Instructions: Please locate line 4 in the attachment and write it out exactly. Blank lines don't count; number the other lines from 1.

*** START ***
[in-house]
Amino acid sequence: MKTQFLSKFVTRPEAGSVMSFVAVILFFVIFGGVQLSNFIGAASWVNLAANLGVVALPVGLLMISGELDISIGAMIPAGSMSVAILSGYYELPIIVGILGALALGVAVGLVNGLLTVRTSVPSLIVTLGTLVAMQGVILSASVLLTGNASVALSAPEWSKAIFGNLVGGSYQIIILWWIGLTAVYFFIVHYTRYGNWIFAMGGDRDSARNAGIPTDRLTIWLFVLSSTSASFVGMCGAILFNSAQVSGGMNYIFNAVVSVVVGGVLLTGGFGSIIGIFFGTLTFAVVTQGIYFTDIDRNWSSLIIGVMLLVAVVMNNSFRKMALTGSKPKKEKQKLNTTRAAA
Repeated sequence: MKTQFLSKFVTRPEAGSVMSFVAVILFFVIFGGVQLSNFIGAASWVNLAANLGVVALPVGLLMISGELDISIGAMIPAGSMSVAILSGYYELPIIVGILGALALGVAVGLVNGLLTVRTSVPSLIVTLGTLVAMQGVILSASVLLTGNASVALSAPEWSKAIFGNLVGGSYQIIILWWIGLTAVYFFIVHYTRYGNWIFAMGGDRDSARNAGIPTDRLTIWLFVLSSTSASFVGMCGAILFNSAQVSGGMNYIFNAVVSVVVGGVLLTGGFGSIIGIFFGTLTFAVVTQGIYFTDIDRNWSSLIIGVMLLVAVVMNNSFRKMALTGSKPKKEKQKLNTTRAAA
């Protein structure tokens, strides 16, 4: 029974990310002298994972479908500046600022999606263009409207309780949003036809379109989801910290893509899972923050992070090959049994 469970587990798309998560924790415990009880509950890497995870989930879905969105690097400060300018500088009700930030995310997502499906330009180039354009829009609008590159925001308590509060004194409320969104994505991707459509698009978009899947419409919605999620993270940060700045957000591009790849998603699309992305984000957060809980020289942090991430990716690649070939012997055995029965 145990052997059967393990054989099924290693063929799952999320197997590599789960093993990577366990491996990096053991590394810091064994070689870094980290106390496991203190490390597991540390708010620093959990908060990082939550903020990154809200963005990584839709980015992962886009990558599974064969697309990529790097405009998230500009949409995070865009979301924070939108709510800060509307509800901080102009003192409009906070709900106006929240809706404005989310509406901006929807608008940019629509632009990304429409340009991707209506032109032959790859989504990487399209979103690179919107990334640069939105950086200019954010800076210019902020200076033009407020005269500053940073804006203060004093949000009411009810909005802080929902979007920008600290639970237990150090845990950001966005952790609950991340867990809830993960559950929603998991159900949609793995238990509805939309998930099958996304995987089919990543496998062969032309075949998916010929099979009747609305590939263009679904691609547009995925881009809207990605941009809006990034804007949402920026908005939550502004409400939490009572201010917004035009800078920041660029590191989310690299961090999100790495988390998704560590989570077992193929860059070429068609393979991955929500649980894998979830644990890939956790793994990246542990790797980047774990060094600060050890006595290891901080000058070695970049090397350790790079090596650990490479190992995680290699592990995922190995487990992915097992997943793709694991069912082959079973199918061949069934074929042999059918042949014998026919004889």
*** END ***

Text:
């Protein structure tokens, strides 16, 4: 029974990310002298994972479908500046600022999606263009409207309780949003036809379109989801910290893509899972923050992070090959049994 469970587990798309998560924790415990009880509950890497995870989930879905969105690097400060300018500088009700930030995310997502499906330009180039354009829009609008590159925001308590509060004194409320969104994505991707459509698009978009899947419409919605999620993270940060700045957000591009790849998603699309992305984000957060809980020289942090991430990716690649070939012997055995029965 145990052997059967393990054989099924290693063929799952999320197997590599789960093993990577366990491996990096053991590394810091064994070689870094980290106390496991203190490390597991540390708010620093959990908060990082939550903020990154809200963005990584839709980015992962886009990558599974064969697309990529790097405009998230500009949409995070865009979301924070939108709510800060509307509800901080102009003192409009906070709900106006929240809706404005989310509406901006929807608008940019629509632009990304429409340009991707209506032109032959790859989504990487399209979103690179919107990334640069939105950086200019954010800076210019902020200076033009407020005269500053940073804006203060004093949000009411009810909005802080929902979007920008600290639970237990150090845990950001966005952790609950991340867990809830993960559950929603998991159900949609793995238990509805939309998930099958996304995987089919990543496998062969032309075949998916010929099979009747609305590939263009679904691609547009995925881009809207990605941009809006990034804007949402920026908005939550502004409400939490009572201010917004035009800078920041660029590191989310690299961090999100790495988390998704560590989570077992193929860059070429068609393979991955929500649980894998979830644990890939956790793994990246542990790797980047774990060094600060050890006595290891901080000058070695970049090397350790790079090596650990490479190992995680290699592990995922190995487990992915097992997943793709694991069912082959079973199918061949069934074929042999059918042949014998026919004889």